There are folks here in Alabama that can help. [Check out the link for the basics about federal student aid, including a glossary of terms.]
Alabama Possible is a nonprofit organization working to reduce systemic poverty and its root causes through partnerships with higher education institutions and other community organizations.
Scott is passionate about helping students get to college, and knows that the worry about the cost of college can keep college seniors from even applying for college. Scott found that most of the kids they work with through Alabama Possible don’t have a plan to pay for college, and that until they learn what resources are available, they don’t know how to make that dream of going to college a reality.
According to the Alabama Commission for Higher Education (ACHE), the median cost of tuition and fees to attend an in-state 4-year public college in 2015-2016 was $9358, while those same costs for a 2-year in-state college were $4320.
Completing the FAFSA is the first step to becoming eligible for federal student aid. Financial aid is available in the form of grants, student loans, and other forms of aid. Pell Grants are the most well-known grants, and for the 2015-2016 award cycle, the maximum available was $5,775.
Scott sees completing the FAFSA as the first step to enrolling in college, as nine out of 10 students who complete the FAFSA attend college the following fall, according to Scott.
A recent analysis from NerdWallet estimated that Alabama’s high school graduates left $58.7 million on the table in Pell Grants for the 2015-2016 school year. That’s more than $2,200 per Alabama high school graduate.
The Cash for College initiative aims to help counselors and educators in Alabama’s high schools get familiar with the FAFSA, as they have the most contact with high school seniors and . The deadline for high schools to participate in the Cash for College initiative was January 29, but high schools can still reach out to Alabama Possible for resources.
High school seniors should talk with their high school counselor to ask for help and resources to complete the FAFSA.
If your child’s counselor is unable to offer any help, Alabama Possible offers resources directly to students trying to figure out how to complete the FAFSA.
Completing the FAFSA is a logical first step to figuring out if your family can afford college. Not only will you learn what type of federal financial aid your child might receive, but some colleges require students to complete the FAFSA in order to qualify for financial aid offered directly from the college itself.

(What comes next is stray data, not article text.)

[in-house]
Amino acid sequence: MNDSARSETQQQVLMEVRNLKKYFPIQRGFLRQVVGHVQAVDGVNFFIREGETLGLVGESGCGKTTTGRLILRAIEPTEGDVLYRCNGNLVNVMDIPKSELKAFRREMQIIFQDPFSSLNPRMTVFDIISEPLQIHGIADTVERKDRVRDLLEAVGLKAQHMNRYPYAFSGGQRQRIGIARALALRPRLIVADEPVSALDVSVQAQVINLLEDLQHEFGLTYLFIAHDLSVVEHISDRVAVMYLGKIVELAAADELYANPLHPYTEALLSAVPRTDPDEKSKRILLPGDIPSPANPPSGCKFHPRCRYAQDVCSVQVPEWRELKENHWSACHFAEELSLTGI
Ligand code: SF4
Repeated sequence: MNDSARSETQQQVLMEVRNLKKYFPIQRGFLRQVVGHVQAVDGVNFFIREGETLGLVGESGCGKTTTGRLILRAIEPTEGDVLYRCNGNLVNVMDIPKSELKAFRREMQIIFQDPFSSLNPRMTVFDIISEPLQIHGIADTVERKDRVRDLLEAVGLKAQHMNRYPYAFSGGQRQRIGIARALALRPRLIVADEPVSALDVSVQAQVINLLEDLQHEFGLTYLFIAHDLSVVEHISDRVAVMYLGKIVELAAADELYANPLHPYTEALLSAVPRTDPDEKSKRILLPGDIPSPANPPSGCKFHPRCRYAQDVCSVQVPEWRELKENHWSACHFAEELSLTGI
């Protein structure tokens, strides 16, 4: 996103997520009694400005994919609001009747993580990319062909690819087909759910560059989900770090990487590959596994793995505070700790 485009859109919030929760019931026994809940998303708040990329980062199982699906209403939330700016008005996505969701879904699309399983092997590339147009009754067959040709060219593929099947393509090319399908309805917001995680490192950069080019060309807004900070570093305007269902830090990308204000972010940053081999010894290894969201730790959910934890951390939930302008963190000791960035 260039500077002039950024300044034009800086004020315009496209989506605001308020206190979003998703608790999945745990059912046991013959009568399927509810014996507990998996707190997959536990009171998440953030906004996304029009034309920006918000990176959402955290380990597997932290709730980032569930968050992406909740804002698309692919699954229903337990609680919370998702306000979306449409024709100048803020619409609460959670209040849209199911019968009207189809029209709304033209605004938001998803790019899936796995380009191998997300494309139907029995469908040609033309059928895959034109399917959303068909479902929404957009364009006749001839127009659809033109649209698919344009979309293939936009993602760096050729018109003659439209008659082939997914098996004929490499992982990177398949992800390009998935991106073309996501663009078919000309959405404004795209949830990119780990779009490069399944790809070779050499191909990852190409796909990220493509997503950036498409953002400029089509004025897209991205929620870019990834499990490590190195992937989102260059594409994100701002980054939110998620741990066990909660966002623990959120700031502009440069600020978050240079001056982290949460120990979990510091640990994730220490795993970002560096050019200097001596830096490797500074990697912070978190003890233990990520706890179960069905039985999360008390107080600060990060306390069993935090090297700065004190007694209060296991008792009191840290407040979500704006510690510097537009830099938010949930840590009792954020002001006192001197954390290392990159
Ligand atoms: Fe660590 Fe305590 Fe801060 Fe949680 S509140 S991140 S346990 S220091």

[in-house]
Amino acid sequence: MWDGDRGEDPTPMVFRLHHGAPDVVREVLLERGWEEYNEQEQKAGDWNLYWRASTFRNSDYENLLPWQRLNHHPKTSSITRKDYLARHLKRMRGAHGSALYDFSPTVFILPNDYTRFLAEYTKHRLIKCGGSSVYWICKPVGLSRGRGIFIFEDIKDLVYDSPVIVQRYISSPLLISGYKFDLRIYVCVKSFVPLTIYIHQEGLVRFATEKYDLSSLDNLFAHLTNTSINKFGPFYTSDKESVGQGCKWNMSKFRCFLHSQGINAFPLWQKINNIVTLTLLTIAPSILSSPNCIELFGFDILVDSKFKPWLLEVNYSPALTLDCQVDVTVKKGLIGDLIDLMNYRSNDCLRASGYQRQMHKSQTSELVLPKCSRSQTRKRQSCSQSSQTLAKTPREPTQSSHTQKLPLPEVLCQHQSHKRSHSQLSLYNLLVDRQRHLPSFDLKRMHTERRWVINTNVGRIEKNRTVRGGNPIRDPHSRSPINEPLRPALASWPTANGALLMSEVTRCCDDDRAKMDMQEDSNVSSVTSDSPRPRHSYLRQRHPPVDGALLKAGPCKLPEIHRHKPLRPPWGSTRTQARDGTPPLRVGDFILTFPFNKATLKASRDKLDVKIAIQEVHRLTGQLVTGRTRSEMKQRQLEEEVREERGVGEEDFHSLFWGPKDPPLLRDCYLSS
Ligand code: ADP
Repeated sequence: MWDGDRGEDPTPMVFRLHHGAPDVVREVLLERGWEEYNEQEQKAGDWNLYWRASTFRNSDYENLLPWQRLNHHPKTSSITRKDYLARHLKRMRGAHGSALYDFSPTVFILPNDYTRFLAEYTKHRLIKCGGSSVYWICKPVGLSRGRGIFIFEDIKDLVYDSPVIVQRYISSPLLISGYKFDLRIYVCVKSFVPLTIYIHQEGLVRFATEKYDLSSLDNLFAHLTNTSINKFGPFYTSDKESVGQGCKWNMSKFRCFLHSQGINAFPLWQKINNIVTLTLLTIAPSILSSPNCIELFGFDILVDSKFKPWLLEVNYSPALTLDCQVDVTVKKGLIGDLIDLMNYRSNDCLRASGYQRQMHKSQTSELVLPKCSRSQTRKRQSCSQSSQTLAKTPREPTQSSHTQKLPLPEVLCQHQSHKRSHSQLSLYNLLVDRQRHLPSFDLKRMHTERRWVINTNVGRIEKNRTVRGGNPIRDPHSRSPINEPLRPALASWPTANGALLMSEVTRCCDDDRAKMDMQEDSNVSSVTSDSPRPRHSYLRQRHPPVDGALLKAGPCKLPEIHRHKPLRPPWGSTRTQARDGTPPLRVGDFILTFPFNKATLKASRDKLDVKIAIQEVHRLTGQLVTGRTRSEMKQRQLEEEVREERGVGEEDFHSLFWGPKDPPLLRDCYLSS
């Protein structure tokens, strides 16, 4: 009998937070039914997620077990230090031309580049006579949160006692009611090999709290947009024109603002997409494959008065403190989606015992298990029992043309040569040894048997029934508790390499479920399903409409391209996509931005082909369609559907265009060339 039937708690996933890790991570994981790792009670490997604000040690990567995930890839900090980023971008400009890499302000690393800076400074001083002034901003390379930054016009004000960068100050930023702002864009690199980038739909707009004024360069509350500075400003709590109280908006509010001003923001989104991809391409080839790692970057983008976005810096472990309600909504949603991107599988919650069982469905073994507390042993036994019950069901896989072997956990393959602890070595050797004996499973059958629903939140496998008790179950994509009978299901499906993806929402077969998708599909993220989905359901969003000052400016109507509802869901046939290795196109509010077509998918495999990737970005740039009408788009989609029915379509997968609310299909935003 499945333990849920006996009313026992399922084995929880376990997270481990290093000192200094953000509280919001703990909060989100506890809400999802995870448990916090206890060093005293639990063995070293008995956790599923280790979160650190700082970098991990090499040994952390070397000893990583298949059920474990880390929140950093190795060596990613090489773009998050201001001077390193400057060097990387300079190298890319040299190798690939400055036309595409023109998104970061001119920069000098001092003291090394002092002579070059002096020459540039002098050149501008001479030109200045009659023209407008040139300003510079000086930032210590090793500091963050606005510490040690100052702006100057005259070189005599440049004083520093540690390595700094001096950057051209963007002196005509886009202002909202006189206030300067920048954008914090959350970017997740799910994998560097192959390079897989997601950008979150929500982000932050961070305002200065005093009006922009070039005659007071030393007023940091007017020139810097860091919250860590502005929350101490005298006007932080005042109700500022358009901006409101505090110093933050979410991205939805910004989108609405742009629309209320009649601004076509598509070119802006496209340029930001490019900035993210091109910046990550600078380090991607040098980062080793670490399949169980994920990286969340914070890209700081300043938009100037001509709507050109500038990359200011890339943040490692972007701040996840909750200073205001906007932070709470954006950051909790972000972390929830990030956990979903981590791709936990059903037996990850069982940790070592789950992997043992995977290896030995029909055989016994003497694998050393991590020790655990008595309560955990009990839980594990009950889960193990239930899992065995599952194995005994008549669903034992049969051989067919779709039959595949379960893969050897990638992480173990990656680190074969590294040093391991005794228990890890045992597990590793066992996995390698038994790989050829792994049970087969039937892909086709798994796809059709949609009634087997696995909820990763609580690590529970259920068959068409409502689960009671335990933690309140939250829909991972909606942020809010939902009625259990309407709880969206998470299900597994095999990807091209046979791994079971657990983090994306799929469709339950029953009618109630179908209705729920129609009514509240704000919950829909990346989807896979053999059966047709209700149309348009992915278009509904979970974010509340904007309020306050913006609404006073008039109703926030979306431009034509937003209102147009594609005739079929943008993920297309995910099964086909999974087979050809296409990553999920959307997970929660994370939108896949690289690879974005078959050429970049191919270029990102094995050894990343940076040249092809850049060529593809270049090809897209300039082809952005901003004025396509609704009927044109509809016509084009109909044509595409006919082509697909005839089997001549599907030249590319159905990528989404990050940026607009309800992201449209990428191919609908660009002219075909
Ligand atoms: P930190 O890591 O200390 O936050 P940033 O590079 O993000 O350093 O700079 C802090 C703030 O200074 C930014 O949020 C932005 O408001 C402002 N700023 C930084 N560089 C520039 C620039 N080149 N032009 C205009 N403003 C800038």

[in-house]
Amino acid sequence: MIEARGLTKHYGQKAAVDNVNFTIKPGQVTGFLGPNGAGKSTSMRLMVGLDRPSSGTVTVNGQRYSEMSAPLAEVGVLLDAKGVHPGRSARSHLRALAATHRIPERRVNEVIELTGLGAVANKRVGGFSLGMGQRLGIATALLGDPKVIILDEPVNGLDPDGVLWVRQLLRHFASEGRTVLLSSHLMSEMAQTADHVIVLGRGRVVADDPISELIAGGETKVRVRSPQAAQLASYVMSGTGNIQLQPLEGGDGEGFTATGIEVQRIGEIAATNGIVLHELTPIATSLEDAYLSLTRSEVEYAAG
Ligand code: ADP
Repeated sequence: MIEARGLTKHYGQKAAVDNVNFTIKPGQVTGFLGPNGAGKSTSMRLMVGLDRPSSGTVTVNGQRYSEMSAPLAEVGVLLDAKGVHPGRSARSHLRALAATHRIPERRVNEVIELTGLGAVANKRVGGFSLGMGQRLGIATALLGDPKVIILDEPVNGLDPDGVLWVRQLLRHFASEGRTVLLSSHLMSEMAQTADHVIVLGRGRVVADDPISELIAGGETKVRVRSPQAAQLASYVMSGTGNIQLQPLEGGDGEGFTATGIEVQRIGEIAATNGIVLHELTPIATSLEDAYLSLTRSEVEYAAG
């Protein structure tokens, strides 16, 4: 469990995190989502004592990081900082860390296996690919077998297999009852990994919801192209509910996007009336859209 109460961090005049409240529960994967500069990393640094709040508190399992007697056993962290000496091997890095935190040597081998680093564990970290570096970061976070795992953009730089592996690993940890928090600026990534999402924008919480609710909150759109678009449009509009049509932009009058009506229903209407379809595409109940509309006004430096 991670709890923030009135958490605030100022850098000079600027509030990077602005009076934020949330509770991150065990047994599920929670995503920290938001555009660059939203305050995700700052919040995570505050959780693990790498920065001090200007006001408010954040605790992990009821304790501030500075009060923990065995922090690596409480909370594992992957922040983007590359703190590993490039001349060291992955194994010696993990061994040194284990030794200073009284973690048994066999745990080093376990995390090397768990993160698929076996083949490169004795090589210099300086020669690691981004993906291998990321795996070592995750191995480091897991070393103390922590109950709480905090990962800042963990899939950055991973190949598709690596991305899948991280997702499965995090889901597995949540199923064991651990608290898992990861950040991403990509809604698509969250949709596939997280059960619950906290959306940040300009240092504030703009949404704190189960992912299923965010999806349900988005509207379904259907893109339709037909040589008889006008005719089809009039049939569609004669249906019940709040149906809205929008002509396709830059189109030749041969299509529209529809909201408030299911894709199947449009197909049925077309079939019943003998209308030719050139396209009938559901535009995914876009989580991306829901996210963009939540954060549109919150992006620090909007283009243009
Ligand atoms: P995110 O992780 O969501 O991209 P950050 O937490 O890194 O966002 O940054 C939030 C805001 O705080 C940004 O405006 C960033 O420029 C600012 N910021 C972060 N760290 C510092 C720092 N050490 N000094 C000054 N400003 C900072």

Rumors abound about how difficult the FAFSA is to complete, but on average, it only takes first-time applicants anywhere from 20 to 55 minutes to complete.
Note, too, that you do not have to have already filed your income tax return for the current tax year prior to completing the FAFSA. You can use last year’s tax information as an estimate. Once you file your income tax return, you can update your FAFSA. There is even a “data retrieval tool” that will pull your information directly from the Internal Revenue Service database.
Many folks question whether they bring in too much income to qualify for any sort of financial aid. Financial aid is made available based on a student’s Expected Family Contribution, or EFC.
If you want a better grasp of what your family’s EFC might be, check out this calculator.
Deadlines Are Important
FAFSA filing for the 2016-2017 cycle (academic school year) opened on January 1, 2016.
Most colleges have a March 1 deadline, which they consider a “priority” deadline where they look at awarding college-based financial aid.
Remember, there are two pots of money: one is federal, and the other is college-specific.
FAFSA Completion by High School
The U.S. Department of Education (USDOE) provides information on FAFSA completion by high school. That information is depicted in the table below.
According to the USDOE, what you’re looking at is the “number of submitted and completed FAFSAs among first-time filing applicants no older than 18 who will have received their high school diploma by the start of the school year to which they are applying for aid.”
Some states’ graduates apply in higher percentages than others. This map from 2014 shows that only 47% of Alabama’s seniors applied for financial aid, where more than 60% of New York’s students applied. This article shares some of the reasons why some states’ graduates apply in higher numbers than others.